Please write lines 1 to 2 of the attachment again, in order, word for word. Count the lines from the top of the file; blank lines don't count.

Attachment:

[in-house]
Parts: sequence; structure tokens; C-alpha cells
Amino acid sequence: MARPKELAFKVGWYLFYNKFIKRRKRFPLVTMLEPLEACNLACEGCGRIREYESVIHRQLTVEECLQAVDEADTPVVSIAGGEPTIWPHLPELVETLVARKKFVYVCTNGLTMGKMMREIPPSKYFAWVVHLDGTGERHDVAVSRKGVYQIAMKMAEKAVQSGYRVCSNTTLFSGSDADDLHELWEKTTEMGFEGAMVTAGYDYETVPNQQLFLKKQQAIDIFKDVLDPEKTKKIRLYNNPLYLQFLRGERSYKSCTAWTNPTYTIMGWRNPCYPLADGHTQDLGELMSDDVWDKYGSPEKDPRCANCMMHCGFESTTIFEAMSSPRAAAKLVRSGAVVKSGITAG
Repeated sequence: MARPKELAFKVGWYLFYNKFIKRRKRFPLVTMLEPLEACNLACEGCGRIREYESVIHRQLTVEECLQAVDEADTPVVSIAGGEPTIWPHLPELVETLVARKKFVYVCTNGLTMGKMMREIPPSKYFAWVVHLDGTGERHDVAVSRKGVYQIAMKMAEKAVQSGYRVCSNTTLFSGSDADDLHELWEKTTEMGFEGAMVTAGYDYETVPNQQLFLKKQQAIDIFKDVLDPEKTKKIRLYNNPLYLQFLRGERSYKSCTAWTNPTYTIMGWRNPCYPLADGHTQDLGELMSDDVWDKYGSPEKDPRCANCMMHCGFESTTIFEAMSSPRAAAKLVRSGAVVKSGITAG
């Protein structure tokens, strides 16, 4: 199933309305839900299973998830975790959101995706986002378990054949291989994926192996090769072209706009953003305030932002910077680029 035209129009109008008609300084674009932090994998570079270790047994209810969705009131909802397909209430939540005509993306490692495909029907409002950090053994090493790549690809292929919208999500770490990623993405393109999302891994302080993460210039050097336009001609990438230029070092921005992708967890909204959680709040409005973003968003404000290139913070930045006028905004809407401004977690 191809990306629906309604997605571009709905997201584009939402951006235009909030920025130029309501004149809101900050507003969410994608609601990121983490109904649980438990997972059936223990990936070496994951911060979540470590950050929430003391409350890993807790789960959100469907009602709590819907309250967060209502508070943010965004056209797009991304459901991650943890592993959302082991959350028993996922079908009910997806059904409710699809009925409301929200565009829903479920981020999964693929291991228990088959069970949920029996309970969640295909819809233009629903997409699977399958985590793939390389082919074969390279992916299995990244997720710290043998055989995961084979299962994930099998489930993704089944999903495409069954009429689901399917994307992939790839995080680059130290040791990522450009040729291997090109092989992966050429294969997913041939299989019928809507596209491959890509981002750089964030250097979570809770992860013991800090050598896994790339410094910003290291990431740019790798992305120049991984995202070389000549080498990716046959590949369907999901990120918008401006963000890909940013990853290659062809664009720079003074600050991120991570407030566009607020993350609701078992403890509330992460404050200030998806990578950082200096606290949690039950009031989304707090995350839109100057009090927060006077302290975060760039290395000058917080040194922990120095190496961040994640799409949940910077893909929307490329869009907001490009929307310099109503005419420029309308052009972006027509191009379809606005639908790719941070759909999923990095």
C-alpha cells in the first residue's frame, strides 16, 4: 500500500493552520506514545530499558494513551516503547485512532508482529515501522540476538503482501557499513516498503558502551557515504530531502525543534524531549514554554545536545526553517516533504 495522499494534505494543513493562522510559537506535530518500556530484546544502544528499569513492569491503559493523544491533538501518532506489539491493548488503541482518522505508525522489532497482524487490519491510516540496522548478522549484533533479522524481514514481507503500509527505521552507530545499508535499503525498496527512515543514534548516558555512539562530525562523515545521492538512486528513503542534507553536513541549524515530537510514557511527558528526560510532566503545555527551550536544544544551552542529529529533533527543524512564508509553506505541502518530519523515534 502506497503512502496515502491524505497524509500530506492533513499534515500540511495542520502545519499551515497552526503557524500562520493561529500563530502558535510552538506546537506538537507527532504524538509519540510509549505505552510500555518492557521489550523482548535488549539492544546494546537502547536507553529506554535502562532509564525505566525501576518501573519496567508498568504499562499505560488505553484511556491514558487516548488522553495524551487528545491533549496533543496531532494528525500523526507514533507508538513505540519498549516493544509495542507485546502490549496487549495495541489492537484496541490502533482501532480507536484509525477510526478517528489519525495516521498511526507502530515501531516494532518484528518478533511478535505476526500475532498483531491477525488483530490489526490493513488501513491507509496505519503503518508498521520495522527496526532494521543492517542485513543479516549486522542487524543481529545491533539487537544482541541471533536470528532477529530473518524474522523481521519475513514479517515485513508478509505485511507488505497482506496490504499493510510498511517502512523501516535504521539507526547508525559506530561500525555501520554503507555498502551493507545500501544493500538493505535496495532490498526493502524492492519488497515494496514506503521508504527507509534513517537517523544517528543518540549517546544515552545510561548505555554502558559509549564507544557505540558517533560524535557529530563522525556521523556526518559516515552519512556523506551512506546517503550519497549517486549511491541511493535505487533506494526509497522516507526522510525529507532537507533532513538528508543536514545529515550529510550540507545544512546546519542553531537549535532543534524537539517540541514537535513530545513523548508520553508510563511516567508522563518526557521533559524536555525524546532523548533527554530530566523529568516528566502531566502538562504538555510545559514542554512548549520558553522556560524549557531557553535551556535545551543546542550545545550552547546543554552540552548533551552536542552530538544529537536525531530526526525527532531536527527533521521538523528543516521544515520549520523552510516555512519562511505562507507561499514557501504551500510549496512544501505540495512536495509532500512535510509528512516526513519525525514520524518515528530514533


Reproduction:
[in-house]
Parts: sequence; structure tokens; C-alpha cells